Consent Preferences


New Idea for The Fed…

The Federal Reserve is attempting to reposition the primary credit facility as a source of daily liquidity, almost a century after it initially attempted to prevent regular borrowing from its traditional backstop program, known as the discount window, by central bank officials.

Washington policymakers hope to alter that. Carl Carlson, co-president and chief financial officer, stated, “There’s definitely a stigma.” “If you have to use the safety net, you needed something and missed a rung on the swing.”

Following the failure of Silicon Valley Bank and other regional lenders in the first half of 2023, the task has taken on greater urgency. Regulators were taken aback by the quick flight of deposits, but they were also taken aback by the fact that SVB and other institutions were ill-equipped to take advantage of the discount window, and had to rely largely on borrowings from Federal Home Loan Banks, which might increase funding costs for everybody.

In a speech on December 1, Federal Reserve Vice Chair for Supervision Michael Barr stated, “Banks need to be ready and willing to use the discount window in good times and bad.”

The senator from Virginia, Mark Warner, has stated that he is considering legislation that would require US banks to use the facility. Furthermore, the massive overhaul proposal for the FHLB system by the Federal Housing Finance Agency, which was unveiled in November, aims to push banks to engage in more discount window business during times of crisis.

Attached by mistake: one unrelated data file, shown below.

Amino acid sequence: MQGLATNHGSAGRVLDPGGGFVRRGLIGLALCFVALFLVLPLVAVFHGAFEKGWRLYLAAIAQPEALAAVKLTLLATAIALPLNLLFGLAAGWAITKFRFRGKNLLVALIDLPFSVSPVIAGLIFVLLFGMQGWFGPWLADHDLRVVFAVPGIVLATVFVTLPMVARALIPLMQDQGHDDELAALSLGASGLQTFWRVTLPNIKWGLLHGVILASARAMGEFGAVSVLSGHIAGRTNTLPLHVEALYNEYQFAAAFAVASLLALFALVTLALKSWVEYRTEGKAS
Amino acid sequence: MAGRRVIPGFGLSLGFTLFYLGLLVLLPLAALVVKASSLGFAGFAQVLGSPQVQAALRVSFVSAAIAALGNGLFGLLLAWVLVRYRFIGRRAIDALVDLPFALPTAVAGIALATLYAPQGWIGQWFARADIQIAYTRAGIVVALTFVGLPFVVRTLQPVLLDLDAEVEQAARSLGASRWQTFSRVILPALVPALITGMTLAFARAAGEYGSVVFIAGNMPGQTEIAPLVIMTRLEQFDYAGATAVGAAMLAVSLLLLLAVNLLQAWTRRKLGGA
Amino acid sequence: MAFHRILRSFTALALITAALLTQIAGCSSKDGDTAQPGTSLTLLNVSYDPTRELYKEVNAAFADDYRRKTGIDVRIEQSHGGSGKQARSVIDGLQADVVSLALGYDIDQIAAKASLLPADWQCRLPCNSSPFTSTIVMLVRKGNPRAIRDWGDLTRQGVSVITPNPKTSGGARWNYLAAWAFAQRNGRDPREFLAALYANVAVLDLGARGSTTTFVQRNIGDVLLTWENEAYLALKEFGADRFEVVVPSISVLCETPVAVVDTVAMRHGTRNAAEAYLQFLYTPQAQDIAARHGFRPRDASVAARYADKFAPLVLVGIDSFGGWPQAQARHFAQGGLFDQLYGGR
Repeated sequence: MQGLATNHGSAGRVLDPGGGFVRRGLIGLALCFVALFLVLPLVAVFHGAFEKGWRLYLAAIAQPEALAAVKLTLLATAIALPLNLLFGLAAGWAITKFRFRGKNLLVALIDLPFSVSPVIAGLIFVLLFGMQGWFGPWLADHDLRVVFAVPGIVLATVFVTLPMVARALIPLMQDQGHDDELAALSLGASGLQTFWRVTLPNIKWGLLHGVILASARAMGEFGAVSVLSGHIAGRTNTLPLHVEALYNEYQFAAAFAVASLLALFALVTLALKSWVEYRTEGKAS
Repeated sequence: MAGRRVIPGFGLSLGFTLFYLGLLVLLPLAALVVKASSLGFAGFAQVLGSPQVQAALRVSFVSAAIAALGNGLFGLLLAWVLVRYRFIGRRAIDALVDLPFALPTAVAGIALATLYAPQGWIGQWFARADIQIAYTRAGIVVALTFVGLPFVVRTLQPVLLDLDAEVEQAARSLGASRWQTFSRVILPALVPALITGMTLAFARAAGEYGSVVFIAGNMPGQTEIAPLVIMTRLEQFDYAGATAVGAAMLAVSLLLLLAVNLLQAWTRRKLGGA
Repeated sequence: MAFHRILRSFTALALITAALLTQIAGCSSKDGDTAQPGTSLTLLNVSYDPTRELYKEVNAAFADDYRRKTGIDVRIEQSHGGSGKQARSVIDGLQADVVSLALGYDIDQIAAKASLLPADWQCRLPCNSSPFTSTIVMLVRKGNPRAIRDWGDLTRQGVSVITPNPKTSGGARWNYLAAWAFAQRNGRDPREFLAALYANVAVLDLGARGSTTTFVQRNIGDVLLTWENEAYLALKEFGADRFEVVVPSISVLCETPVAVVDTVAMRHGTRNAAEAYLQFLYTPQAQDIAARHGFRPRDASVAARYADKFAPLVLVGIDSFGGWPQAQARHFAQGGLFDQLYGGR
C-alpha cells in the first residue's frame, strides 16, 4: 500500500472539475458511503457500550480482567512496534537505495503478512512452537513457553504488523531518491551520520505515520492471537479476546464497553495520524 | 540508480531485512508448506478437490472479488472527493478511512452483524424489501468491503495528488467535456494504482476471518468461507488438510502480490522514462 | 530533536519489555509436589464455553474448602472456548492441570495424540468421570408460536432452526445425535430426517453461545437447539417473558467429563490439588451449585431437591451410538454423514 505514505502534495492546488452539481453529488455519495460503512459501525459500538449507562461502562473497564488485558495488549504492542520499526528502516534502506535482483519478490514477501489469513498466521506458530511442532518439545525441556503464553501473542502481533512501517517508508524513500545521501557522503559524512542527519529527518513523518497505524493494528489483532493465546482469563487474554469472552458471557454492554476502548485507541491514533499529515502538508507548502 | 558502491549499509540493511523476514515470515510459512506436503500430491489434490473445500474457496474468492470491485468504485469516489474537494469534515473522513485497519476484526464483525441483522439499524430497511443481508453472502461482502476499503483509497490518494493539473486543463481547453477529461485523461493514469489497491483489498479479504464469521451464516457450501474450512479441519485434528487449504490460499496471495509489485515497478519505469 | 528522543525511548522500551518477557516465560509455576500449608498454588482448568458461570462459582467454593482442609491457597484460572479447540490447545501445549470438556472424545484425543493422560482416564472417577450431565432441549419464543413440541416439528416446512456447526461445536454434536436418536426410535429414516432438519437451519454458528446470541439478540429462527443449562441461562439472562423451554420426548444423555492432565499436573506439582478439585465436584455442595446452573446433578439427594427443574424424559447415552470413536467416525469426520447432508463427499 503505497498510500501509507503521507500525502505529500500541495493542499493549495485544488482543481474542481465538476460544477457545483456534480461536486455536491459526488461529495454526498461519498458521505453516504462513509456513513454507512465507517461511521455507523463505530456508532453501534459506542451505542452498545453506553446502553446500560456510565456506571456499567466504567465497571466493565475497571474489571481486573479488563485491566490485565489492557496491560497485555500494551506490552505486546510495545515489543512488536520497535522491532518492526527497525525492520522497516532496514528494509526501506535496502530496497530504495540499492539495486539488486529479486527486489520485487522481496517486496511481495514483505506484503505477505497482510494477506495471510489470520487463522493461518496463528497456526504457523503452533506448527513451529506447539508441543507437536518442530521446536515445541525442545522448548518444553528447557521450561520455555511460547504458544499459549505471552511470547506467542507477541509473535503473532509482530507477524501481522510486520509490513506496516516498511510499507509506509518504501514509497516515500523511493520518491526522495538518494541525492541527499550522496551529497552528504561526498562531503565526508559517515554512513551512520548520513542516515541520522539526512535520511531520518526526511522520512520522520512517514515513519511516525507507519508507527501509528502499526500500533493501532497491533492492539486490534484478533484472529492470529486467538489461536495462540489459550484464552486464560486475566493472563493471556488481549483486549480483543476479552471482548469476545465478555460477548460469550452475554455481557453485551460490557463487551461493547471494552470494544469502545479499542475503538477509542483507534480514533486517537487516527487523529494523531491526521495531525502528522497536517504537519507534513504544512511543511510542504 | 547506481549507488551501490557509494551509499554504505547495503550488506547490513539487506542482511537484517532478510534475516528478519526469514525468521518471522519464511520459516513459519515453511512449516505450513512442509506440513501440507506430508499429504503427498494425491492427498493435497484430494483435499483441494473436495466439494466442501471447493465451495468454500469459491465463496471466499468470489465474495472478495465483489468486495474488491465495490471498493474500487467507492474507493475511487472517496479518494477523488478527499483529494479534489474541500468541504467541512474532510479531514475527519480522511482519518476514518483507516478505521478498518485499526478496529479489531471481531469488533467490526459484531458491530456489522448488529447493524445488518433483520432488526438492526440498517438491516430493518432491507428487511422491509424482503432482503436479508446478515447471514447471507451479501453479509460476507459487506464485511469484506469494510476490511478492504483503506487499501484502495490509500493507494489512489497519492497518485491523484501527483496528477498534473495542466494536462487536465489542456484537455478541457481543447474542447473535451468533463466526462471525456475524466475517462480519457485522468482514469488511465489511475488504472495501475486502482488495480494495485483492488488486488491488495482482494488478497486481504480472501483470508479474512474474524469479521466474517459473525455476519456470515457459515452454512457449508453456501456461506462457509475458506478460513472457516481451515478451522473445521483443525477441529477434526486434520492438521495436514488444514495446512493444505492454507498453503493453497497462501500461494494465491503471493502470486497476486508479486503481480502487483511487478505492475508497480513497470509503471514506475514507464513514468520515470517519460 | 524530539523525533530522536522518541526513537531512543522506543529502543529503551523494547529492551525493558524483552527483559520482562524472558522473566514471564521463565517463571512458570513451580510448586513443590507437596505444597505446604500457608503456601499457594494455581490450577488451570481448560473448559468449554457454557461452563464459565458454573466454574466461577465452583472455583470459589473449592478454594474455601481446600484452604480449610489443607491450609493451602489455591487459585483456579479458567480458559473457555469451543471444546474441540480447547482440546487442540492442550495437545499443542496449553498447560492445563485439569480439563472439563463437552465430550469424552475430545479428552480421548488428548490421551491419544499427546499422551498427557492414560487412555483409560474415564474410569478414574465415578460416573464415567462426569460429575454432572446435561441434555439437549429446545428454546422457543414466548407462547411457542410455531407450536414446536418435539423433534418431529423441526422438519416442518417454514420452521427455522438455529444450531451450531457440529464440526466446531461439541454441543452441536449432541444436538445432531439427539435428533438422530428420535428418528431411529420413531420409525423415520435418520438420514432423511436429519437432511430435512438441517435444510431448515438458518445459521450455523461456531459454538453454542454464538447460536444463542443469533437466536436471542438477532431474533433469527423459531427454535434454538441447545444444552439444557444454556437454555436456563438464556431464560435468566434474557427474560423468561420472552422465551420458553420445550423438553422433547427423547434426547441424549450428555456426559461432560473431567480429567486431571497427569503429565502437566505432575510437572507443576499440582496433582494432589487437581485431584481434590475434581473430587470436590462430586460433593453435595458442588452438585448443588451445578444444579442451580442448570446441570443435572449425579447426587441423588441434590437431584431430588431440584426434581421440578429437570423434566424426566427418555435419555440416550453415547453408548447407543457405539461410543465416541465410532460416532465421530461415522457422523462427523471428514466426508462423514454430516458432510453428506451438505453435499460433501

Although there have been prior attempts to redesign the window, success will need support from all facets of the financial system and those in charge of it, including banks, supervisors, analysts, rating agencies, and market players who have long looked the establishment with distrust.

Early in the Fed’s existence, banks frequently turned to the central bank for “rediscounting,” a procedure that let them convert dollars into private debt like commercial paper.

This began to alter in the late 1920s when politicians began to frown upon the practice and mandated that banks demonstrate that they had exhausted all private funding options and had a good justification for borrowing money. This gave rise to the myth that anyone using the discount window had to be having problems, a reputation that has followed the Fed ever since.

To encourage banks to borrow during recent stressful times, the Fed has established short-term lending programs. One such program is the Bank Term Funding Program, which was introduced amid the regional bank crisis last year. The Fed announced on January 17th that it was raising the interest rate on loans made under the program in advance of its March 11 expiration, following a spike in borrowing in recent weeks. Banks were delighted to take advantage of the program’s favorable terms.

In a statement announcing the move, the Fed stated that banks “will continue to have ready access to the discount window to meet liquidity needs.”